Monterey Bay Aquarium Research Institute
Marine Botany

Life History of Articulated Coralline Algae

diagram of coralline life history

       The articulated corallines have an isomorphic, three-stage life history. Like many other red algae, the geniculates have structurally identical tetrasporophytes and gametophytes, with an intermediate parasitic carposporophyte stage. Both tetrasporophytes and carposporophytes are diploid life stages, while gametophytes are haploid. Meiosis occurs in the sporophytes, leading to the eventual release of haploid tetraspores. After these spores settle on a rocky substrate, they develop into male or female gametophytes. Fertilization occurs in an oogamous manner with non-motile carpogonia being fertilized by non-motile spermatia. Fusion of the pronuclei of these haploid gametes results in the restoration of the diploid state and intiates development of the carposporophyte, which produces carpospores. Fruiting carposporophytes release diploid carpospores, which develop into tetrasporophytes.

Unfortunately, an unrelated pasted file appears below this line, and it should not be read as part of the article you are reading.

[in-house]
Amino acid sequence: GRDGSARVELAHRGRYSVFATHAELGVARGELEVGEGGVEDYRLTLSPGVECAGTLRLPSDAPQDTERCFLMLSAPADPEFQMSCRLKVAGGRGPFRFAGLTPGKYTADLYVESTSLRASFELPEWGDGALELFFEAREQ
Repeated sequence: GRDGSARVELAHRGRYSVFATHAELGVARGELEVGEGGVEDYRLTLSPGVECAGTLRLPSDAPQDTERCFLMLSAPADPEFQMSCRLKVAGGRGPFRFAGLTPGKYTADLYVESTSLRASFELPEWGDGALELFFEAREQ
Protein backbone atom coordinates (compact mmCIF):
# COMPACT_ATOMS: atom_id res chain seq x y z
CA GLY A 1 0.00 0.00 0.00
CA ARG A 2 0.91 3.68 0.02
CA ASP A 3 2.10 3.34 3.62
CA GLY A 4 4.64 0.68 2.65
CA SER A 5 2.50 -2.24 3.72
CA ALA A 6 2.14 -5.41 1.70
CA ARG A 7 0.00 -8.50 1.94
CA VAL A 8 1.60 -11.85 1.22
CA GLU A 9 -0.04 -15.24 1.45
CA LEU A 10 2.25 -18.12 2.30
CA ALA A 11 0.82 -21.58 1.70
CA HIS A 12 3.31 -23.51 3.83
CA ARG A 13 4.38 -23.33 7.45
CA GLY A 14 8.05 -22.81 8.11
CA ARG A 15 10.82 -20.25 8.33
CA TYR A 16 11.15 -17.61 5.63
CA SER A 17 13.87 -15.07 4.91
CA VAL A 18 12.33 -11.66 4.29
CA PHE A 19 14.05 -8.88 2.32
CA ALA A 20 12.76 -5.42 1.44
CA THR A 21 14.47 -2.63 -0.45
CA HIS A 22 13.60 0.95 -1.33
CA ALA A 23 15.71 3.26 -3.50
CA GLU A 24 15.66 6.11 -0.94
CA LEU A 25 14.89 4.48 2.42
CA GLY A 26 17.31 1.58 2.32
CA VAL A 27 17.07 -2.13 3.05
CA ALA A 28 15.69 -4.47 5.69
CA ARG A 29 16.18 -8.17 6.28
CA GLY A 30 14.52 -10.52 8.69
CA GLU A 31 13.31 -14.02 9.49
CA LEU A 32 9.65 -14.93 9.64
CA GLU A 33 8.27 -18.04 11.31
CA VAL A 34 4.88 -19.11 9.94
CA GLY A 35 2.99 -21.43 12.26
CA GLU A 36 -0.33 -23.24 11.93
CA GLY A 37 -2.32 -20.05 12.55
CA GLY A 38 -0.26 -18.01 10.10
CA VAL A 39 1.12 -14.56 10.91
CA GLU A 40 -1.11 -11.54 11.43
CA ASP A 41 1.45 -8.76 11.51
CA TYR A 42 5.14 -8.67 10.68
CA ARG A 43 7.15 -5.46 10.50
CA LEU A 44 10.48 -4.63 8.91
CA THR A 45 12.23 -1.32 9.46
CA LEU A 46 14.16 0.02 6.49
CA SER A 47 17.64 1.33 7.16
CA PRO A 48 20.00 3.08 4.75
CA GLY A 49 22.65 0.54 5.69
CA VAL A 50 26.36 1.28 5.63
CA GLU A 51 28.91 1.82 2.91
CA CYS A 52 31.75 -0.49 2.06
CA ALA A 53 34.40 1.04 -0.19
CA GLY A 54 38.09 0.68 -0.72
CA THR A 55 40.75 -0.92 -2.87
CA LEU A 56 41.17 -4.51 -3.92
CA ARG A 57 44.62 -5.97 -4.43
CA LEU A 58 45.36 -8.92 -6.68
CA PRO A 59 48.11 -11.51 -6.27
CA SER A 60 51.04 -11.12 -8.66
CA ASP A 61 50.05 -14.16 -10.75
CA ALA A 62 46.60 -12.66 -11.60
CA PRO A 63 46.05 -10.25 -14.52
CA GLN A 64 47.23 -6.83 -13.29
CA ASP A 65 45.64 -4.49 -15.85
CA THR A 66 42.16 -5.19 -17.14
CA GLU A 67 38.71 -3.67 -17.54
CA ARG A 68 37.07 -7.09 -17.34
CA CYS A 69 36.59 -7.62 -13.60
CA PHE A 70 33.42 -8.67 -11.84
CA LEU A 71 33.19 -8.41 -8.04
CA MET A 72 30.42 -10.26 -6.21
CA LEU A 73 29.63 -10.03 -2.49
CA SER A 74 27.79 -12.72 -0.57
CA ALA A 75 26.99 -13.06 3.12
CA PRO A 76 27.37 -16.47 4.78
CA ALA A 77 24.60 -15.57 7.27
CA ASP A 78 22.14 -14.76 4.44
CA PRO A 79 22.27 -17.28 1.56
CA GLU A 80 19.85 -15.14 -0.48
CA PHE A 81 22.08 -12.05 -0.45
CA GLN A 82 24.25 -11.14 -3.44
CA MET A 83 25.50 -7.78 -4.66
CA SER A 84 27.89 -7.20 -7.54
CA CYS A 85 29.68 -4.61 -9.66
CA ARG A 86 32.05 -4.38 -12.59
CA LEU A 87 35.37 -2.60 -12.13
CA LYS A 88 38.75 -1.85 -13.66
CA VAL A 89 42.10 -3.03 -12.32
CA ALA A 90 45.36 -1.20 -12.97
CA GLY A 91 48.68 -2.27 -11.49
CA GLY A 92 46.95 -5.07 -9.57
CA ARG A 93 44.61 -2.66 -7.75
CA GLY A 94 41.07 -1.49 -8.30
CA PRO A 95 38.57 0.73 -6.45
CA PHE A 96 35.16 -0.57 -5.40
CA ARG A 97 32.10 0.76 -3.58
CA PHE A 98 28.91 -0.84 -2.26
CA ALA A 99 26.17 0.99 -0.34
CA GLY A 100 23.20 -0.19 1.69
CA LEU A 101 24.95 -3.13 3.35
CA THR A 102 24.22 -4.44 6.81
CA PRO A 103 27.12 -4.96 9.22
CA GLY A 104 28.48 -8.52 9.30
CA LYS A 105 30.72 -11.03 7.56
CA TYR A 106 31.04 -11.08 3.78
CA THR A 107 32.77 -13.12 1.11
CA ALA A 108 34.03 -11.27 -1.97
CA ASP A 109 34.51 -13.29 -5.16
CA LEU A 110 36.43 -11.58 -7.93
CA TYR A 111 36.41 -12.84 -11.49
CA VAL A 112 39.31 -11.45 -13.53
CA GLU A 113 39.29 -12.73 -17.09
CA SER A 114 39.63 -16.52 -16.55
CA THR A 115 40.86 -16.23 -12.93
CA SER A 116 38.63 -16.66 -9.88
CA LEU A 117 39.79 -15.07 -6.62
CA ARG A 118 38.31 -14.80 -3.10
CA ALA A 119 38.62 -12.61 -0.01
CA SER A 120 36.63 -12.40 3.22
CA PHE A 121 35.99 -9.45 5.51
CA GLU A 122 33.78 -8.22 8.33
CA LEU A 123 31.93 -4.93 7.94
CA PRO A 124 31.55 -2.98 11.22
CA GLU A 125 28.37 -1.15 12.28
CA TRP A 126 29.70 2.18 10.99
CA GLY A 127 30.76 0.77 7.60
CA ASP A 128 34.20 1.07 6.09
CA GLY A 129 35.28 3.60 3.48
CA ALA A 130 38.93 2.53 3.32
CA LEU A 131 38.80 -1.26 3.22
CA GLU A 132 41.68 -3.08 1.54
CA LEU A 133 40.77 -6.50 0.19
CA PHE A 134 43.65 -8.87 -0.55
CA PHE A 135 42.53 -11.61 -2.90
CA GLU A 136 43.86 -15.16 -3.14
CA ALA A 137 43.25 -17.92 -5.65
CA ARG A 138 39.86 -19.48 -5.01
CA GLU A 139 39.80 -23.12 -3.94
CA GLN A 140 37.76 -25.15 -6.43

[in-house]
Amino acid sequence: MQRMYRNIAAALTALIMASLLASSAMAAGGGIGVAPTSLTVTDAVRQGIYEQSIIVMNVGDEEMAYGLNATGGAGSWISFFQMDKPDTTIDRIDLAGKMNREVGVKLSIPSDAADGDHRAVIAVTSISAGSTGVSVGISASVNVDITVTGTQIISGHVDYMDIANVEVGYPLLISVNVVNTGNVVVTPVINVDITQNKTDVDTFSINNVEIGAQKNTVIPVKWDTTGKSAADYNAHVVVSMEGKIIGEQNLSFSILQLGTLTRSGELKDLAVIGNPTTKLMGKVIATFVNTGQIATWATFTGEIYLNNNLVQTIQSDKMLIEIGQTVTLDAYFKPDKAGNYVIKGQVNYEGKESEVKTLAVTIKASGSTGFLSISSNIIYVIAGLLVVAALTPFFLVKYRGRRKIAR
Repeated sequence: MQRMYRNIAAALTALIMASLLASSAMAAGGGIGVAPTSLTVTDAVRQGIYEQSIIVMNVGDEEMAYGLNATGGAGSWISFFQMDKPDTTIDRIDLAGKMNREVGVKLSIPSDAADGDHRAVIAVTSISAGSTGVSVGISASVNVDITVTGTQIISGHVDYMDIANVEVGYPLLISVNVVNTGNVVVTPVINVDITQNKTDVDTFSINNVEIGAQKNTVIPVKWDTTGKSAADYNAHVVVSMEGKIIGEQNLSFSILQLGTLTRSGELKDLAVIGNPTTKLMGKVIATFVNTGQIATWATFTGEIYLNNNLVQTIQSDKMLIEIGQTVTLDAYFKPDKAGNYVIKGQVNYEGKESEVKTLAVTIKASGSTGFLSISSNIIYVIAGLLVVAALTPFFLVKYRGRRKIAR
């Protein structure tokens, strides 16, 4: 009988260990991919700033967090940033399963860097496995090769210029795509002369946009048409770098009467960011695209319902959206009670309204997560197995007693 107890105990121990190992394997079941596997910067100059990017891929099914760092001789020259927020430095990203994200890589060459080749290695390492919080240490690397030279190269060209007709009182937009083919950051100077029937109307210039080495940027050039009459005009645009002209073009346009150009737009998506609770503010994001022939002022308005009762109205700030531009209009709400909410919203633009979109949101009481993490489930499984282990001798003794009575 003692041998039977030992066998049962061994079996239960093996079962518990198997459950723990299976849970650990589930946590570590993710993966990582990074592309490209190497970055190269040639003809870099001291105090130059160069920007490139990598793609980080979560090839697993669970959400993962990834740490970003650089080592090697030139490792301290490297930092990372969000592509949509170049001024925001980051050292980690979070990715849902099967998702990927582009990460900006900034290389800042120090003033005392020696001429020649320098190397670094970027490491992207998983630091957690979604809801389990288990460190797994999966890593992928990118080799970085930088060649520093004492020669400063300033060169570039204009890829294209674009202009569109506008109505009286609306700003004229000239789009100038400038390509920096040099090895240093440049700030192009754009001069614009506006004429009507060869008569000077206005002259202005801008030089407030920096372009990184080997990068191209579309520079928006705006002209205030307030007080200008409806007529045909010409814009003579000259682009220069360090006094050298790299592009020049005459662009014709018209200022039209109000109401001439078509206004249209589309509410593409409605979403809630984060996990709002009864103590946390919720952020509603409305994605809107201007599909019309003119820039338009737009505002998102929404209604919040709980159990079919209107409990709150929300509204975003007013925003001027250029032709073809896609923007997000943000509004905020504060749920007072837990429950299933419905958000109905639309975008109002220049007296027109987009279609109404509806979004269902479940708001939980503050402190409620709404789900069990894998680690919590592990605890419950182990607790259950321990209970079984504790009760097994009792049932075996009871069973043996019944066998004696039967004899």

A carposporophyte within a female conceptacle.

       Because female and male gametophytes and tetrasporophytes are morpologically identical, the easiest way to distinguish amongst them is by sectioning and examining conceptacular content with a microscope. The conceptacles of male gametophytes will house spermatangia whereas female gametophytes' conceptacles will contain carpogonia and/ or parasitic carposporophytes. Zonate tetraspores will be found in tetrasporophyte conceptacles. There is no easy way to determine the life stage of a given articulate. The contents of a specimen's conceptacles are the best indicator of whether or not it is a gametophyte or tetrasporophyte. 

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© 2001 Ian Ehrenreich. All rights reserved.